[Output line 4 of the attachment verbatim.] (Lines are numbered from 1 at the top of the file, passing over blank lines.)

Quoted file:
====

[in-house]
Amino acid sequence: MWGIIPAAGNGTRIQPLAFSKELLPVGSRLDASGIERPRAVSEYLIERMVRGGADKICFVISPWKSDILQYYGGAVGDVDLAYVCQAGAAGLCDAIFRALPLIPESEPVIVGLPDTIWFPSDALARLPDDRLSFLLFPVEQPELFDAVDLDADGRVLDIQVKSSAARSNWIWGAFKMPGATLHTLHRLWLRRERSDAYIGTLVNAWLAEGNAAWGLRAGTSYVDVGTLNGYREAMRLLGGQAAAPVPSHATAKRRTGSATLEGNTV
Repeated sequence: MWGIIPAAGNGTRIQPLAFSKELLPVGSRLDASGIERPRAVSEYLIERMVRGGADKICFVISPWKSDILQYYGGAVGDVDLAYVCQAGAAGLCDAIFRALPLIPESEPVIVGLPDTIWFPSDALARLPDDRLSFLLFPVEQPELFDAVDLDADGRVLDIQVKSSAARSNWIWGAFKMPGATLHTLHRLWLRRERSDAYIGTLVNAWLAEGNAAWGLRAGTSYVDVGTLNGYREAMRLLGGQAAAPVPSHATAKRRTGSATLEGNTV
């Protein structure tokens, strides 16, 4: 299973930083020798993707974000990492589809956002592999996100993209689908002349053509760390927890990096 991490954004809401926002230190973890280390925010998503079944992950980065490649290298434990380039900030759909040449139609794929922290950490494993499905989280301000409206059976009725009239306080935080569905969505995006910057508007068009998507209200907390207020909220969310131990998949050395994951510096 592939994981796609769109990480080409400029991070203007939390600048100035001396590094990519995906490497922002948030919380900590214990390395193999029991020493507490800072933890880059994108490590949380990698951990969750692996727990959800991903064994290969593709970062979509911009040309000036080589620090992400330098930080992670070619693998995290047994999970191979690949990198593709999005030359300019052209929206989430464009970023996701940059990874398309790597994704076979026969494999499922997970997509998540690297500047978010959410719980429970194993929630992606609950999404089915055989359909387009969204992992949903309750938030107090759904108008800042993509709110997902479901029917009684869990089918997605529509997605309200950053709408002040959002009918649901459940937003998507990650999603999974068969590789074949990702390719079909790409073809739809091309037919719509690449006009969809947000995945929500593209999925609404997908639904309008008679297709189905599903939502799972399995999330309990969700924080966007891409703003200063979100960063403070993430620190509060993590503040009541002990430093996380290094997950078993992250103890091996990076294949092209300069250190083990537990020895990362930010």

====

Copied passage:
């Protein structure tokens, strides 16, 4: 299973930083020798993707974000990492589809956002592999996100993209689908002349053509760390927890990096 991490954004809401926002230190973890280390925010998503079944992950980065490649290298434990380039900030759909040449139609794929922290950490494993499905989280301000409206059976009725009239306080935080569905969505995006910057508007068009998507209200907390207020909220969310131990998949050395994951510096 592939994981796609769109990480080409400029991070203007939390600048100035001396590094990519995906490497922002948030919380900590214990390395193999029991020493507490800072933890880059994108490590949380990698951990969750692996727990959800991903064994290969593709970062979509911009040309000036080589620090992400330098930080992670070619693998995290047994999970191979690949990198593709999005030359300019052209929206989430464009970023996701940059990874398309790597994704076979026969494999499922997970997509998540690297500047978010959410719980429970194993929630992606609950999404089915055989359909387009969204992992949903309750938030107090759904108008800042993509709110997902479901029917009684869990089918997605529509997605309200950053709408002040959002009918649901459940937003998507990650999603999974068969590789074949990702390719079909790409073809739809091309037919719509690449006009969809947000995945929500593209999925609404997908639904309008008679297709189905599903939502799972399995999330309990969700924080966007891409703003200063979100960063403070993430620190509060993590503040009541002990430093996380290094997950078993992250103890091996990076294949092209300069250190083990537990020895990362930010």